Antipsychotic drugs and risk of pulmonary embolism.

Link to article at PubMed

Antipsychotic drugs and risk of pulmonary embolism.

Pharmacoepidemiol Drug Saf. 2012 Jan;21(1):42-8

Authors: Allenet B, Schmidlin S, Genty C, Bosson JL

BACKGROUND: Antipsychotic drugs (APs) expose users to several adverse effects. Some reports describe an increased risk of venous thromboembolism for particular drugs in this family.
PURPOSE: To examine the association between the risks of pulmonary embolism (PE) and AP use and assess any dose-effect relationships.
METHODS: This is a retrospective analysis of data in 'Premier's Perspective' a large US hospital database for 2006. Adults in the AP group had at least one prescription of AP. Logistic regression analysis was performed to detect association between PE and AP use. The dose-effect relationship was assessed according to quantities and administration routes. Analyses were adjusted for potential confounders: age, sex, the components of the Charlson co-morbidity index, diagnoses of infection, sepsis, inflammatory bowel disease, psychotic disorders and hospital inpatient or outpatient status.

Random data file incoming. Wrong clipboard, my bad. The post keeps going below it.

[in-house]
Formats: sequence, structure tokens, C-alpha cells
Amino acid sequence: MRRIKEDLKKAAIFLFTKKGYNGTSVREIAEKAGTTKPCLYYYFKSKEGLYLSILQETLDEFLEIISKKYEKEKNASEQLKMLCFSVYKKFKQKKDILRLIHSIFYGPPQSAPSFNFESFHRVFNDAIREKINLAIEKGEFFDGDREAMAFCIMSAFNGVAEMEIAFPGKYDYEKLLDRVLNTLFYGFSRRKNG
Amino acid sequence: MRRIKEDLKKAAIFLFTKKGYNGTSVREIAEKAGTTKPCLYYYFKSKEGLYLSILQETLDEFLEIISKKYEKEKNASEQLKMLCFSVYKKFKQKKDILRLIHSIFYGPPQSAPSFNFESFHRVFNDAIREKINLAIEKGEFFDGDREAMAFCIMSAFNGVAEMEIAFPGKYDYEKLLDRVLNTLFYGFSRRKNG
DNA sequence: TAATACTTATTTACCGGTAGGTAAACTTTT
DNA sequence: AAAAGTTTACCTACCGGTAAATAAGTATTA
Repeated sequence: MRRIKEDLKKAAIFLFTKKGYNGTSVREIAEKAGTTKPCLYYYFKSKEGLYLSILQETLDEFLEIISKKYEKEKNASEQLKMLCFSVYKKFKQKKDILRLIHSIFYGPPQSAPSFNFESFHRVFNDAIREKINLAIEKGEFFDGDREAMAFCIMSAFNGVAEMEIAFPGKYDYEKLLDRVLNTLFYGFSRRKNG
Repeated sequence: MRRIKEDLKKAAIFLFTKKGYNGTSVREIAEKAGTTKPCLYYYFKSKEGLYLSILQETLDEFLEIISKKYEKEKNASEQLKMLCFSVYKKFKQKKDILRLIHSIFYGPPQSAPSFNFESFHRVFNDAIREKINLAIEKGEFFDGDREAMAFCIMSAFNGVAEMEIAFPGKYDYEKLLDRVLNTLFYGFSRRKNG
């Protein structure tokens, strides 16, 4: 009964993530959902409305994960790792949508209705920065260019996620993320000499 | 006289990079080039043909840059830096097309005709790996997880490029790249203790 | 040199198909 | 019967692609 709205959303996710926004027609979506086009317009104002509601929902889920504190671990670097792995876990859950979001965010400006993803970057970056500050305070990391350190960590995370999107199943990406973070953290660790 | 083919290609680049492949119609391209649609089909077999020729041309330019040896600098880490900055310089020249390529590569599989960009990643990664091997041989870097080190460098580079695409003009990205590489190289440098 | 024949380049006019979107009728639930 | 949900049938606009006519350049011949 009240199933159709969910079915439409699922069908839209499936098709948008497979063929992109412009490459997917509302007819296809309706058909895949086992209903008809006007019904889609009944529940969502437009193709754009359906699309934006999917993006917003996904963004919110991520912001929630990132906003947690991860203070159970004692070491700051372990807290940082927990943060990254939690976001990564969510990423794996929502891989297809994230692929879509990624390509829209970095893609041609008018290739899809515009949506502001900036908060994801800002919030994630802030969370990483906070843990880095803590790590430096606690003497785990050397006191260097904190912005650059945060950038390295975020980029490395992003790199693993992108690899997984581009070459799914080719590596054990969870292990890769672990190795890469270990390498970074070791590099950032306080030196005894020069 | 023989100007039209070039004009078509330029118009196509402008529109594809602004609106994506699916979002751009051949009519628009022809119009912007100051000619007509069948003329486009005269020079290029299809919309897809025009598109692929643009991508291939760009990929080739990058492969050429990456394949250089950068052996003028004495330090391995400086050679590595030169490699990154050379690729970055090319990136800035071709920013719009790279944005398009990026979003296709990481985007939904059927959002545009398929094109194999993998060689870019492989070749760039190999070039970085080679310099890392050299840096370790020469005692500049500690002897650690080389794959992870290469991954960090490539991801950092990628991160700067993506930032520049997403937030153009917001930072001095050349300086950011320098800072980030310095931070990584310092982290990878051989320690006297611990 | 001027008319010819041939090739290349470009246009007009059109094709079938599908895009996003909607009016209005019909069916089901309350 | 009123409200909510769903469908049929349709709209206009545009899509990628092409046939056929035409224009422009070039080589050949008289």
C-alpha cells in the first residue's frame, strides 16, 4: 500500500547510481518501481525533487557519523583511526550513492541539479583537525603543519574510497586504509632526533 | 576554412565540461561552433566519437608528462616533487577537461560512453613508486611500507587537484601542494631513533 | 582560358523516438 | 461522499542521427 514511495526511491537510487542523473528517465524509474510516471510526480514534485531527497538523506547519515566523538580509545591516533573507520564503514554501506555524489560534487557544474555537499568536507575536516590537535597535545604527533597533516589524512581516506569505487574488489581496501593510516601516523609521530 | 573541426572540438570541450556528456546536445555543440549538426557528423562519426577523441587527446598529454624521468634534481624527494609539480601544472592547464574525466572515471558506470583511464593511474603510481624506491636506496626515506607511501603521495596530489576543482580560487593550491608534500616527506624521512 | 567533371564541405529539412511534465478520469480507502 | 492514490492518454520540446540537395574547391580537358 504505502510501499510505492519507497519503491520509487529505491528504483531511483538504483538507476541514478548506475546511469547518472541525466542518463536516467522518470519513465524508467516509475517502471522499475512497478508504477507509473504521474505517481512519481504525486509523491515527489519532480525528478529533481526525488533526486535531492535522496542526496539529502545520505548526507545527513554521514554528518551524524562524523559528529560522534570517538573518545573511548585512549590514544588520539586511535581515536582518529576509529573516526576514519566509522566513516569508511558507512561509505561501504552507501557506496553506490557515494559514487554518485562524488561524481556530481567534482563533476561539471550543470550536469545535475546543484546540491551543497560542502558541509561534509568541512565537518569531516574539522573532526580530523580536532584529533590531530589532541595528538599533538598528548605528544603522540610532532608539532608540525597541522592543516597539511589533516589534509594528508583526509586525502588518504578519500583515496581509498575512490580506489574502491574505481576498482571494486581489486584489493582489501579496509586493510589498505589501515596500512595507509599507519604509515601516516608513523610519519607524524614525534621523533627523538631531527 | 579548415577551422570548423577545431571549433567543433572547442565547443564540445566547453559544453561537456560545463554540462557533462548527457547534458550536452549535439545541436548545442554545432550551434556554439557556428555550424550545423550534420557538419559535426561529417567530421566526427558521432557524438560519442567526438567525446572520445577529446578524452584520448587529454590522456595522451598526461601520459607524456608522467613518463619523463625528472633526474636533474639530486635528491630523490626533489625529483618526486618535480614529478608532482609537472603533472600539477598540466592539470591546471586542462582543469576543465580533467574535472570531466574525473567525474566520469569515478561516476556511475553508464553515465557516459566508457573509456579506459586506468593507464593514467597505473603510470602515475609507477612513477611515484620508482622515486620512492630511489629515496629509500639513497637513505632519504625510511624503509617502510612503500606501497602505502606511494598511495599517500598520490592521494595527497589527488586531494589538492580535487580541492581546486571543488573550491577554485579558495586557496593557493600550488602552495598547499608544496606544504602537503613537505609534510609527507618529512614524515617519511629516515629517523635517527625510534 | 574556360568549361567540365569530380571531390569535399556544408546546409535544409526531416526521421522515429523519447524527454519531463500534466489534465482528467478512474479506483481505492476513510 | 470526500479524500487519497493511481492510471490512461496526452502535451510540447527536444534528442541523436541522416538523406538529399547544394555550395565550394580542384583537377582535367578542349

RESULTS: Among 28,723,771 adults included in 2006, 450,951 (1.6%) were prescribed AP. Haloperidol was most commonly prescribed (157,667 patients or 35.0%), but atypical APs represented over 78% of prescriptions. The risk of PE was higher in AP users than in the total population (OR?=?1.17 [95%CI 1.13-1.21]; p?<?0.001) and depended on the type of AP used: clozapine was associated with the highest risk. Risk seemed correlated to higher doses.
LIMITATIONS: Non-hospital prescription data were unavailable, potentially underestimating the number of patients exposed. The relative timing of AP prescription and PE was not available. Results did not include deep vein thrombosis.
CONCLUSION: This study suggests an increased risk of PE with AP treatment, varying with type of AP and dependent on dose.

PMID: 22052683 [PubMed - indexed for MEDLINE]

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